So I put out a call for Thanksgiving chocolate recipes on Twitter and Facebook, and Sallee Kraics sent me a link to this fabulous recipe for Chocolate Bouchons. They have a texture close to a dense cake or a very dense brownie. Yummy! I've made these before, but even though they were a suggestion for Thanksgiving, I don't think I'll have time. They're best served the same day as baked. Thanksgiving is at my house this year. They really are easy to make though and only take about 45 minutes...so another time, but a great reminder!
This recipe is from the L.A. Times, adapted from "Bouchon" by Thomas Keller, with a few adaptations of my own. Timbale molds are available at Sur La Table and online. Keller suggests using 3-ounce (2 to 2 1/2 -inch diameter) stainless-steel timbale molds.
3/4 cup (3 1/2 ounces) flour
1 cup unsweetened cocoa powder (I like Scharffen Berger)
1 teaspoon kosher salt
3 large eggs
1 1/2 cups plus 3 tablespoons granulated sugar
1/2 teaspoon vanilla extract (I use Madagascar vanilla)
1 1/2 cups (3 sticks) unsalted butter, melted and just slightly warm
6 ounces semisweet chocolate, 55%-70% cacao, chopped into pieces
Butter and flour for the timbale molds
1. In a medium bowl, sift together the flour, cocoa powder and salt.
2. In the bowl of a mixer fitted with the paddle attachment, mix together the eggs and sugar on medium speed until thick and pale in color, 3 to 5 minutes. Add the vanilla and mix until incorporated.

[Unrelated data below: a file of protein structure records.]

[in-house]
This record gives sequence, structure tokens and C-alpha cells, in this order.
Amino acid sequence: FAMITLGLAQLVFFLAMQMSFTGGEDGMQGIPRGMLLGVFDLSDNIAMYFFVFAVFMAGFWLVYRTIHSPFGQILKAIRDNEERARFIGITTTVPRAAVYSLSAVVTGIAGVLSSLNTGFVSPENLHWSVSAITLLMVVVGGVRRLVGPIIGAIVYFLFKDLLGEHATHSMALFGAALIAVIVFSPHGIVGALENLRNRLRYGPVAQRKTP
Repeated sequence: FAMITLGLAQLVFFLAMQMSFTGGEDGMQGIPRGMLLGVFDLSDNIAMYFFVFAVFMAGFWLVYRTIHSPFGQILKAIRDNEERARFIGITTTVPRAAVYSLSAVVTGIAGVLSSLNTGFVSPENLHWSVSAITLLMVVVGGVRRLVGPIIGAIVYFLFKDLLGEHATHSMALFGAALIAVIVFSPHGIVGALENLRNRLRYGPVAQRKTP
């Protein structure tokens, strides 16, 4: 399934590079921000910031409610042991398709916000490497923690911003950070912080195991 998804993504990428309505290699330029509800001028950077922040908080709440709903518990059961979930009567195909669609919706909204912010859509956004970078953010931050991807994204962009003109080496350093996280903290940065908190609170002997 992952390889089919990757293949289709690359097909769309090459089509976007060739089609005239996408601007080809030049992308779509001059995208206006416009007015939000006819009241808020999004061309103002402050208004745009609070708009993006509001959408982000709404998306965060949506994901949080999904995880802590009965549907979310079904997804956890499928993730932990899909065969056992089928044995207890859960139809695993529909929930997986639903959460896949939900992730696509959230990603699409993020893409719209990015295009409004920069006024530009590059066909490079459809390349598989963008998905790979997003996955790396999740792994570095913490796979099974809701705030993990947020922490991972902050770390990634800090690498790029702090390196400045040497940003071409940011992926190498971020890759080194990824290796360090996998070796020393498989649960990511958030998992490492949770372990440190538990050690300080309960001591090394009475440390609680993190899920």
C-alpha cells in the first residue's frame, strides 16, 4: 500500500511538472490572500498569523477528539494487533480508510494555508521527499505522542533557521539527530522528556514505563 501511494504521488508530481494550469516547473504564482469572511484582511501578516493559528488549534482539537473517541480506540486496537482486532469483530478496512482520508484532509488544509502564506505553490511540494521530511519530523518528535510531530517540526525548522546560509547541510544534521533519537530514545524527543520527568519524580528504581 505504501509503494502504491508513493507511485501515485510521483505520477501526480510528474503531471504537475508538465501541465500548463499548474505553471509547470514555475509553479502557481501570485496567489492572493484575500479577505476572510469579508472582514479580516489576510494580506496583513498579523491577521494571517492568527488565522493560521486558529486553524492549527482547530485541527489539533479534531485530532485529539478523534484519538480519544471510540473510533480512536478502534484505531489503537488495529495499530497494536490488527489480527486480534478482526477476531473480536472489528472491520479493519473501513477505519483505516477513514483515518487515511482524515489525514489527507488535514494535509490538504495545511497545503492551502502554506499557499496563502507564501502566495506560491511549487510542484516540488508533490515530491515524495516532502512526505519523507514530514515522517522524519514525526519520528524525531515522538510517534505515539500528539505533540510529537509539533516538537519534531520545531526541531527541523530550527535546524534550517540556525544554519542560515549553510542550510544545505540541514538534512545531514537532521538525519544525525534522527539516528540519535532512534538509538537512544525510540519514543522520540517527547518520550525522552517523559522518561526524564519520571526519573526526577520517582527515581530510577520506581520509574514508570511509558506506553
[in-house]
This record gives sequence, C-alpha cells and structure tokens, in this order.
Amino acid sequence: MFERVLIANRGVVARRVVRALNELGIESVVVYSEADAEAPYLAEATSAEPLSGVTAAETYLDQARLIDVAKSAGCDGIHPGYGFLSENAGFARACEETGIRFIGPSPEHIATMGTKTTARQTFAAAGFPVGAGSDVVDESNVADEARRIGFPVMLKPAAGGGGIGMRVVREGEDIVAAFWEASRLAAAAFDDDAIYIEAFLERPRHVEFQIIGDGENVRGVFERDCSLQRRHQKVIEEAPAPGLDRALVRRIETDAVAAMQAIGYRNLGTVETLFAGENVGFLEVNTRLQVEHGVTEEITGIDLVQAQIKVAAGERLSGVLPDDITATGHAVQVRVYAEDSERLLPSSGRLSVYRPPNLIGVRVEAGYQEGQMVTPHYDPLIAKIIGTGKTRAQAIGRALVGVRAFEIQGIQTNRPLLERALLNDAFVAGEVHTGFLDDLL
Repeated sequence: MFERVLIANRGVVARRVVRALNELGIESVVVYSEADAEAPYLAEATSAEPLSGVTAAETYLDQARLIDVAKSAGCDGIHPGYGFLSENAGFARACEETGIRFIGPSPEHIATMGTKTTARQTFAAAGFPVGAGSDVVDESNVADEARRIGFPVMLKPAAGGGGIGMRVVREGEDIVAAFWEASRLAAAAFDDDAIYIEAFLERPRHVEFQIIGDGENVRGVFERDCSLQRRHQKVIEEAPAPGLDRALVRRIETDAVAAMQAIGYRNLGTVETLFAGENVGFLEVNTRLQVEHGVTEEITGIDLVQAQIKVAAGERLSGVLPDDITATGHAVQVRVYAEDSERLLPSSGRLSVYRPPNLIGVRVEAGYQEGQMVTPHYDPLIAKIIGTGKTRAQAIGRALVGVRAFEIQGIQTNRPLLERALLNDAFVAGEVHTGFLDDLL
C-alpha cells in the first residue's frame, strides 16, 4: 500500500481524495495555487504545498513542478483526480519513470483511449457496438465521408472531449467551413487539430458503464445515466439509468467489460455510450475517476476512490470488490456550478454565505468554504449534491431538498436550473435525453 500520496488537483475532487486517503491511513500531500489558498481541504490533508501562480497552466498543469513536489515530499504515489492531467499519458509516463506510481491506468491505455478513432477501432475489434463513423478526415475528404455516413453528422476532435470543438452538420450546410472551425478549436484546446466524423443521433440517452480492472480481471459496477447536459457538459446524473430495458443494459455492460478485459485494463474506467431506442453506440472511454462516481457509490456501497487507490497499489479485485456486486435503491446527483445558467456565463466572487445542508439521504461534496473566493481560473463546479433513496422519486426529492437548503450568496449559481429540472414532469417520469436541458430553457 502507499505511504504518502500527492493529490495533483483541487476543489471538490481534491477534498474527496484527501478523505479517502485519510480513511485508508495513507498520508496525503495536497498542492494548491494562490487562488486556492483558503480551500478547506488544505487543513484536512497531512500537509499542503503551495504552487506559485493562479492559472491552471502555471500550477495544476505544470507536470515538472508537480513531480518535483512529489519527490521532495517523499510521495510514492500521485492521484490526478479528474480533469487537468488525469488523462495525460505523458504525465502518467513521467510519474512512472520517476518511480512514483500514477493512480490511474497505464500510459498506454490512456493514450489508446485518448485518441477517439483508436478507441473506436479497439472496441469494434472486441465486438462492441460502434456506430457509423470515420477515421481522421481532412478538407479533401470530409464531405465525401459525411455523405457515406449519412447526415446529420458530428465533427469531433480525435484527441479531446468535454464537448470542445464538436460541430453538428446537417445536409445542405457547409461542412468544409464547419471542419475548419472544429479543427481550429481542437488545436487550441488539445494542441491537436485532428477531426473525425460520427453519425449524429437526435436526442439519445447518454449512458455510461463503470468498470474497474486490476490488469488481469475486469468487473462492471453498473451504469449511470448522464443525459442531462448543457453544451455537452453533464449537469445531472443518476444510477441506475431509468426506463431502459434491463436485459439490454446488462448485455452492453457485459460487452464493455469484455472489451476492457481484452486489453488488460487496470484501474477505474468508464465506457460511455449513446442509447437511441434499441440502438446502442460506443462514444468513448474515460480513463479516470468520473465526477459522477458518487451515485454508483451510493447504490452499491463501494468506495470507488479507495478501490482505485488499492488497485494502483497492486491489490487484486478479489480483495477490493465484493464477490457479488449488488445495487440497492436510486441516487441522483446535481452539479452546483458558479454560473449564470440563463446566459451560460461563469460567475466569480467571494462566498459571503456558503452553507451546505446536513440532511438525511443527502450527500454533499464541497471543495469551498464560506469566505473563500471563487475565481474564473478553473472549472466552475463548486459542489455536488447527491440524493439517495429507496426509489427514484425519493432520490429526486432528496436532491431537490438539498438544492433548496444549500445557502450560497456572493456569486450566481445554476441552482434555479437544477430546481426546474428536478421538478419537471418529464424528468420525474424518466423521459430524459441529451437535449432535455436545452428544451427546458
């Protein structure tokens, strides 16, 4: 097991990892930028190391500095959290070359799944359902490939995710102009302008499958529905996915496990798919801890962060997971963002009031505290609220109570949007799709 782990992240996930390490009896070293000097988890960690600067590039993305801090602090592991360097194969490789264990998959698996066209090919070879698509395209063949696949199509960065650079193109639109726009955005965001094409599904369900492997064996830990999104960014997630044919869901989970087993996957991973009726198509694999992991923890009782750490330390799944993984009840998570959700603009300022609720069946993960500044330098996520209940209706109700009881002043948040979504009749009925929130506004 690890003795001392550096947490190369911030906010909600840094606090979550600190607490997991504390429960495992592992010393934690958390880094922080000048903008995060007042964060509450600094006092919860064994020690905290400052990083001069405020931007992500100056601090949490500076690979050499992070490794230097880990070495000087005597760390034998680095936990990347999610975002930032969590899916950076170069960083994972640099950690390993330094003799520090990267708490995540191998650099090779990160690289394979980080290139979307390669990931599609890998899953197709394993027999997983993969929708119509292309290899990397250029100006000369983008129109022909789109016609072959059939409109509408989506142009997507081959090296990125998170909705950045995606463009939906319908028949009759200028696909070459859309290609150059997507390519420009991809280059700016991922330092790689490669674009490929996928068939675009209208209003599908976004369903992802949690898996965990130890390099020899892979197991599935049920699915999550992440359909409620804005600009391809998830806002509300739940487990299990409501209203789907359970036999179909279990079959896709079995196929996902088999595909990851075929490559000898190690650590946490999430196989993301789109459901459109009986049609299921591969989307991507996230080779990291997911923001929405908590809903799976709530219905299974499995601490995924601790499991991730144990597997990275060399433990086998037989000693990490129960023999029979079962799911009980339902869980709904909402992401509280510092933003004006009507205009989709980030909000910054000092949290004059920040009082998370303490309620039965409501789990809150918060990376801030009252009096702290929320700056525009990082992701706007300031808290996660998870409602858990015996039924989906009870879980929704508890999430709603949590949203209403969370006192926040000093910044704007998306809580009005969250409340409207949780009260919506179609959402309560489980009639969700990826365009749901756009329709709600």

3. With the mixer on low speed, add about one-third of the dry ingredients, then one-third of the butter, and continue alternating with the remaining flour and butter. Add the chocolate and continue to mix to combine. (The batter can be made up to this point and refrigerated, covered, for up to one day.)
4. Heat the oven to 350 degrees. Butter and flour 12 timbale molds. Set aside.
5. Put the timbale molds on a baking sheet. Place the batter in a pastry bag without a tip, or with a large plain tip, and fill each mold about two-thirds full. Bake the bouchons until the tops are shiny and set (like a brownie), and a toothpick inserted in the center comes out moist but clean (there may be some melted chocolate from the chopped chocolate), 20 to 25 minutes.
6. Transfer the bouchons to a cooling rack. After a couple of minutes, invert the molds and let the bouchons cool in the molds. Remove the molds and serve, or store until needed (the bouchons are best eaten the day they are baked).
To serve, invert the bouchons and dust them with powdered sugar. Serve with ice cream or whipped cream. At Bouchon (Keller's bakery in Yountville, they serve three small bouchons with roasted banana ice cream and a hazelnut tuile, along with chocolate sauce and a salted caramel sauce. Heaven!!!
If you have a special chocolate recipe for Thanksgiving, I'd love to see it. Planning to Blog a chocolate recipe for Thanksgiving, I'll link.
Photo: Mel Melcon/Los Angeles Times